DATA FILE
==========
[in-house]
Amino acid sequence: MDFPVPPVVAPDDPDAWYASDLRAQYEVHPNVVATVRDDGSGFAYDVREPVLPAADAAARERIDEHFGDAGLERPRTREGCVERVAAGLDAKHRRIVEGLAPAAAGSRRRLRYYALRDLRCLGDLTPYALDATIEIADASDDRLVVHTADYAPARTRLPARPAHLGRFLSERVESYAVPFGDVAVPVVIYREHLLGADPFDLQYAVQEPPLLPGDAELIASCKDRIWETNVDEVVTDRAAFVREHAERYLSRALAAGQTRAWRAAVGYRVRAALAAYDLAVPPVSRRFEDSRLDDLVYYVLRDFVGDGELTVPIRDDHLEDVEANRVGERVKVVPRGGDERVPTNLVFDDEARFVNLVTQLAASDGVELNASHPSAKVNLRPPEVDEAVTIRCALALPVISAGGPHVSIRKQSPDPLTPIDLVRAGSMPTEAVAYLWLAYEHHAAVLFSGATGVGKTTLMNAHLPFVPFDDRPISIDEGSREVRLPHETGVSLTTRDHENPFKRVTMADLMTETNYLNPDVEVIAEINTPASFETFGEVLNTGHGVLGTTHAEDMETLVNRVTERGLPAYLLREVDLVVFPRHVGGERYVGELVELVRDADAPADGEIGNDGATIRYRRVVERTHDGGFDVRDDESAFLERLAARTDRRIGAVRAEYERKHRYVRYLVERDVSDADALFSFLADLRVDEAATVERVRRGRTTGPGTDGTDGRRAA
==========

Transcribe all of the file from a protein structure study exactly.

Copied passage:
[in-house]
Amino acid sequence: MDFPVPPVVAPDDPDAWYASDLRAQYEVHPNVVATVRDDGSGFAYDVREPVLPAADAAARERIDEHFGDAGLERPRTREGCVERVAAGLDAKHRRIVEGLAPAAAGSRRRLRYYALRDLRCLGDLTPYALDATIEIADASDDRLVVHTADYAPARTRLPARPAHLGRFLSERVESYAVPFGDVAVPVVIYREHLLGADPFDLQYAVQEPPLLPGDAELIASCKDRIWETNVDEVVTDRAAFVREHAERYLSRALAAGQTRAWRAAVGYRVRAALAAYDLAVPPVSRRFEDSRLDDLVYYVLRDFVGDGELTVPIRDDHLEDVEANRVGERVKVVPRGGDERVPTNLVFDDEARFVNLVTQLAASDGVELNASHPSAKVNLRPPEVDEAVTIRCALALPVISAGGPHVSIRKQSPDPLTPIDLVRAGSMPTEAVAYLWLAYEHHAAVLFSGATGVGKTTLMNAHLPFVPFDDRPISIDEGSREVRLPHETGVSLTTRDHENPFKRVTMADLMTETNYLNPDVEVIAEINTPASFETFGEVLNTGHGVLGTTHAEDMETLVNRVTERGLPAYLLREVDLVVFPRHVGGERYVGELVELVRDADAPADGEIGNDGATIRYRRVVERTHDGGFDVRDDESAFLERLAARTDRRIGAVRAEYERKHRYVRYLVERDVSDADALFSFLADLRVDEAATVERVRRGRTTGPGTDGTDGRRAA